Some years ago I read a novel from Karin Lowachee – Warchild – whose main focus was on post-traumatic syndrome: in that case it was the story of a young boy captured by pirates, abused and bound by force to their way of life.  It came therefore as no surprise that this story concerned the difficult return to normality after the ravages of PTSD, but in this case the subject is an android.  Mark, that’s the name it was identified with, is the sole survivor of his platoon – all of them androids built by the military to fight in an unspecified war in space – and despite the re-programming he underwent he’s still in shock and does not speak.  A human veteran, Tawn, whose spinal injury forced him in a wheelchair, accepts to act as… well, tutor for Mark and to help him move forward toward a more integrated existence, despite the protests of his neighbors – somehow afraid for their children’s safety – and his mother, terrified beyond reason that Mark might one day hurt or kill her son.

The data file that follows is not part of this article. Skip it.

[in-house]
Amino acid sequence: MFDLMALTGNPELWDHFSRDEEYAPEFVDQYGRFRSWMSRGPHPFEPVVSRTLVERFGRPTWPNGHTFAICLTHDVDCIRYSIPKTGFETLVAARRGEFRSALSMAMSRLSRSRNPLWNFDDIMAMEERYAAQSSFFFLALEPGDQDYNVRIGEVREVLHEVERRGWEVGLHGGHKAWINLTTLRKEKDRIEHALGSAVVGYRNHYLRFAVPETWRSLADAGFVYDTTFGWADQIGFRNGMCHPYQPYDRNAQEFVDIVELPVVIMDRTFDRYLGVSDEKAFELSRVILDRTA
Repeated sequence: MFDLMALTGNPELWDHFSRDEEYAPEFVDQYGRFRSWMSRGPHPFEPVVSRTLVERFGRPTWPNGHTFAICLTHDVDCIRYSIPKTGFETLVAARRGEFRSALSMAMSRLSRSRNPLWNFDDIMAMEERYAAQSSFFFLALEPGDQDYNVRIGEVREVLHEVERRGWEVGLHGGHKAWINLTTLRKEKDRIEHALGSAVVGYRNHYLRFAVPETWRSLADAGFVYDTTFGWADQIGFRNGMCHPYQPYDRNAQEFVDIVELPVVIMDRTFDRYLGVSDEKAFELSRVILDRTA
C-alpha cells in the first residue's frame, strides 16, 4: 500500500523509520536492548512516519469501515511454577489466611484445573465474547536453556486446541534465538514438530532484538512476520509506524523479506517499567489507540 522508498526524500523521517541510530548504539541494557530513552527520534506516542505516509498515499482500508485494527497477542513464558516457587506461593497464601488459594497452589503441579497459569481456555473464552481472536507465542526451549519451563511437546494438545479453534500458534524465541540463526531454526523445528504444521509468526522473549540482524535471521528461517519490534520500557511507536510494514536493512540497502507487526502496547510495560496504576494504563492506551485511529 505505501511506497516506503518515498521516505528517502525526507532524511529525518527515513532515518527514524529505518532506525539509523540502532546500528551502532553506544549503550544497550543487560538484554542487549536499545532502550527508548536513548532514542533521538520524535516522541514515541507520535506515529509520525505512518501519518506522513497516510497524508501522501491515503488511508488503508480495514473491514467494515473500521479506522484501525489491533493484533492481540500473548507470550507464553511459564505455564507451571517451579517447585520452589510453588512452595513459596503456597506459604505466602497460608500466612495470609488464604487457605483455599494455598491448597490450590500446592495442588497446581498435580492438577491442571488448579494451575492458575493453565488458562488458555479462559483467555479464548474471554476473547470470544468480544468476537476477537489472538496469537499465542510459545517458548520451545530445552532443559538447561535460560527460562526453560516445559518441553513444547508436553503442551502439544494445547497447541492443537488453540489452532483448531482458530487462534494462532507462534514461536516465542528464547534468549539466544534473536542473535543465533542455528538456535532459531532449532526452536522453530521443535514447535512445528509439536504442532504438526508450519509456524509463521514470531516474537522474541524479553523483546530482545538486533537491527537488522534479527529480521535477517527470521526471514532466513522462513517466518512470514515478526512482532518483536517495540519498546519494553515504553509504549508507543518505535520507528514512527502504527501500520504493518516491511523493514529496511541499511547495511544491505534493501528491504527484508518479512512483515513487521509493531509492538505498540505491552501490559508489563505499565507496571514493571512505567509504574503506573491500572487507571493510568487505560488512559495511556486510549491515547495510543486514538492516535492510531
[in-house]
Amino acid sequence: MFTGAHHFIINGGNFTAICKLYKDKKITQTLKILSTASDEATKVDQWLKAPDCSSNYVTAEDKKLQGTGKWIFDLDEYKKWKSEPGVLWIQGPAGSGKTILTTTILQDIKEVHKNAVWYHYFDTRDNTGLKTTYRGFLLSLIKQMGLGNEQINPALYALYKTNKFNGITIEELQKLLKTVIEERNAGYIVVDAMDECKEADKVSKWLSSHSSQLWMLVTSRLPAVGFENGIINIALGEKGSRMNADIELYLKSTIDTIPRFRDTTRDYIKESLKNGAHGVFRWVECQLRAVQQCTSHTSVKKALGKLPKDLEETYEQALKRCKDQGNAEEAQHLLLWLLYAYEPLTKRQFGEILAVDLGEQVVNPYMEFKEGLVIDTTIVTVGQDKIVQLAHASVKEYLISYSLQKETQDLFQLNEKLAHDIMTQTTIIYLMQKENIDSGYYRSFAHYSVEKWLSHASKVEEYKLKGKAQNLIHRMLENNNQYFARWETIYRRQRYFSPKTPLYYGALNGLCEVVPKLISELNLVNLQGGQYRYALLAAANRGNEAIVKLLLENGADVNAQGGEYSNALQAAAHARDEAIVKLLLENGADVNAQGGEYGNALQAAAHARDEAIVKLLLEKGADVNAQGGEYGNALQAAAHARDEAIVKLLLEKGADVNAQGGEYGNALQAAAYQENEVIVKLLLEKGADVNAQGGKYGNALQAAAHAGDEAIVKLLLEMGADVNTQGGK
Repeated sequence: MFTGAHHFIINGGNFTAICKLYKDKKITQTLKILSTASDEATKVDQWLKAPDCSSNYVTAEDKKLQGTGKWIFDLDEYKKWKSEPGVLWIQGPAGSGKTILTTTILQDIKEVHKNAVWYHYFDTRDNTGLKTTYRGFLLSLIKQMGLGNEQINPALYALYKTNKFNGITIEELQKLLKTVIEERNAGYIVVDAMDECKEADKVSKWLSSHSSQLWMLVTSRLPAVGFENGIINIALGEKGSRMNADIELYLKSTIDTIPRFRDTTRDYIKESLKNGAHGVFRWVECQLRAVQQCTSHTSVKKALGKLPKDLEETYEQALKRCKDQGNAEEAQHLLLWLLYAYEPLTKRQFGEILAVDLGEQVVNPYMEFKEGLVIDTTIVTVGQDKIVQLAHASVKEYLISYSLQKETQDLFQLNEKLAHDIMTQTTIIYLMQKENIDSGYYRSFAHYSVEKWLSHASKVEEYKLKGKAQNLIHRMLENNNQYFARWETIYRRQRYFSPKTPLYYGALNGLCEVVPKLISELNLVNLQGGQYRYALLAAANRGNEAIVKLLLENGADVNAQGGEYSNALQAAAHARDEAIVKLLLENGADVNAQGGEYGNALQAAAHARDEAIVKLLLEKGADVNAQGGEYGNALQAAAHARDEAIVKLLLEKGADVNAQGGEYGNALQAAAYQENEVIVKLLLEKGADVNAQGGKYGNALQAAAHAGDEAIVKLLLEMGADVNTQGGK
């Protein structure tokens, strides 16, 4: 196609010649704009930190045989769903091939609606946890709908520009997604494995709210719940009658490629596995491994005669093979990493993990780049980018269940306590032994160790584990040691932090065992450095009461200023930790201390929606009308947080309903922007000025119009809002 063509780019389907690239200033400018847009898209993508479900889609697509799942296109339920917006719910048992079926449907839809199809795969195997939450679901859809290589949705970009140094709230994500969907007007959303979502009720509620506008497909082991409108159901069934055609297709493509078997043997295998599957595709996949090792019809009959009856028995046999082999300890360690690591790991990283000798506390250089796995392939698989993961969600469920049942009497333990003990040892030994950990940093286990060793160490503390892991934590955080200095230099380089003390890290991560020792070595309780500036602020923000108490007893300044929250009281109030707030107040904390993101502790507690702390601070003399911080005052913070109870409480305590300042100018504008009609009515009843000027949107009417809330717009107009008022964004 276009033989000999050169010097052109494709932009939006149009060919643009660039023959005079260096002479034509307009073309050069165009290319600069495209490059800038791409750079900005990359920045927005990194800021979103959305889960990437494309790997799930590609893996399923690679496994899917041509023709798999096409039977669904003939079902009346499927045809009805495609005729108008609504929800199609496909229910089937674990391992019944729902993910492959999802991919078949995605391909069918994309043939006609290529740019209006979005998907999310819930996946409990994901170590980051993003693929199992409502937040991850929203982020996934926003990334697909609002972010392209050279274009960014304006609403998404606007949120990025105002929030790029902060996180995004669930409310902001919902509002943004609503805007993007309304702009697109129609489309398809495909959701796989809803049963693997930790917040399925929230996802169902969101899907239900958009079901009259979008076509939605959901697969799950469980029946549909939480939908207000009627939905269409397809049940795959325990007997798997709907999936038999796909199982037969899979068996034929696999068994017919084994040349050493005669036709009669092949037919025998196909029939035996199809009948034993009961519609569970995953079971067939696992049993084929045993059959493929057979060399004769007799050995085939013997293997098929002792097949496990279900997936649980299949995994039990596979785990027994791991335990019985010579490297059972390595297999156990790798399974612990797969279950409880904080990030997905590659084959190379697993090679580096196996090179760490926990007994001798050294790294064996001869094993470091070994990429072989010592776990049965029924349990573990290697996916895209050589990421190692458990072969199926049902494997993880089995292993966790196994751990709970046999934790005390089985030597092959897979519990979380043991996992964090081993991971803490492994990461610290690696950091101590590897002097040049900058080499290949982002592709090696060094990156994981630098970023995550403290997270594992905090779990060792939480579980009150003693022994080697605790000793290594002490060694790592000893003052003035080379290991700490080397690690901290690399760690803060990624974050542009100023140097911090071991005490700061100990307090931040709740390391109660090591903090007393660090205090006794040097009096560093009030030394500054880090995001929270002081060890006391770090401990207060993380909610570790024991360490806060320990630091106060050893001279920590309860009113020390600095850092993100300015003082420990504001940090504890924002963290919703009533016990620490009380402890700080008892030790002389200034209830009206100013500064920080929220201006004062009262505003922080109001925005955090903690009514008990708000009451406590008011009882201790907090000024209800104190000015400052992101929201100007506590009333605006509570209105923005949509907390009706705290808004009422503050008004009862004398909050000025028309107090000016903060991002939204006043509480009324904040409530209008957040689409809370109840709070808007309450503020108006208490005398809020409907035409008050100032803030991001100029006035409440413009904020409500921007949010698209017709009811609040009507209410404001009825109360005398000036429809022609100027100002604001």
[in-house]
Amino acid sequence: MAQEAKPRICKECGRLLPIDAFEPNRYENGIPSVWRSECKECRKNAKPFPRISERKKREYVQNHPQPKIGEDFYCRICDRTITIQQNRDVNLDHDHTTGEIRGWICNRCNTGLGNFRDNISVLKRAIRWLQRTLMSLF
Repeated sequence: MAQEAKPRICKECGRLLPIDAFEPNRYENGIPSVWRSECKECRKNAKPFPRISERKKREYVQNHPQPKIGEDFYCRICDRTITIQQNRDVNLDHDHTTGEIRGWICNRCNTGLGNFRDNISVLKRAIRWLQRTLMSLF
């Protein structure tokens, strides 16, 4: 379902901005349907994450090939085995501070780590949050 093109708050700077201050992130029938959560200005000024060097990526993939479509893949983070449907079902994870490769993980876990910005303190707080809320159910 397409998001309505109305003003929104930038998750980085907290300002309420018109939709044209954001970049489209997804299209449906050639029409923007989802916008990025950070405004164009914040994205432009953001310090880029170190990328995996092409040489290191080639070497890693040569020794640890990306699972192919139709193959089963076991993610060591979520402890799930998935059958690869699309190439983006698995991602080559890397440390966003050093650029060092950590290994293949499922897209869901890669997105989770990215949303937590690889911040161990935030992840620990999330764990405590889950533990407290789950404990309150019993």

Mark does not speak, although he’s able to, and he seems to remain in a semi-catatonic state for most of the time, only showing some reactions when thunderstorms move over the area: that’s when his repressed memories flare up and Tawn finds him curled up on the floor, a tearless keening issuing from him.  It’s a long, difficult road for both of them, and one that might lead nowhere, but Tawn keeps insisting, probably for the unexpressed reason that it takes a broken person to reach out to another one, and the author manages to convey the slowly building rapport between man and android even beyond the need for words.  There is no conclusion as it is, no ‘happy ending’, but the glimmer of hope that Mark might find his way again is there, and it’s enough.

A Good Home is a poignant, if restrained, story: Karin Lowachee knows how to deal with hurt people without recurring to easy sentimentality or forced pathos, and this story confirms it quite well.  Well worth reading.

 

My Rating: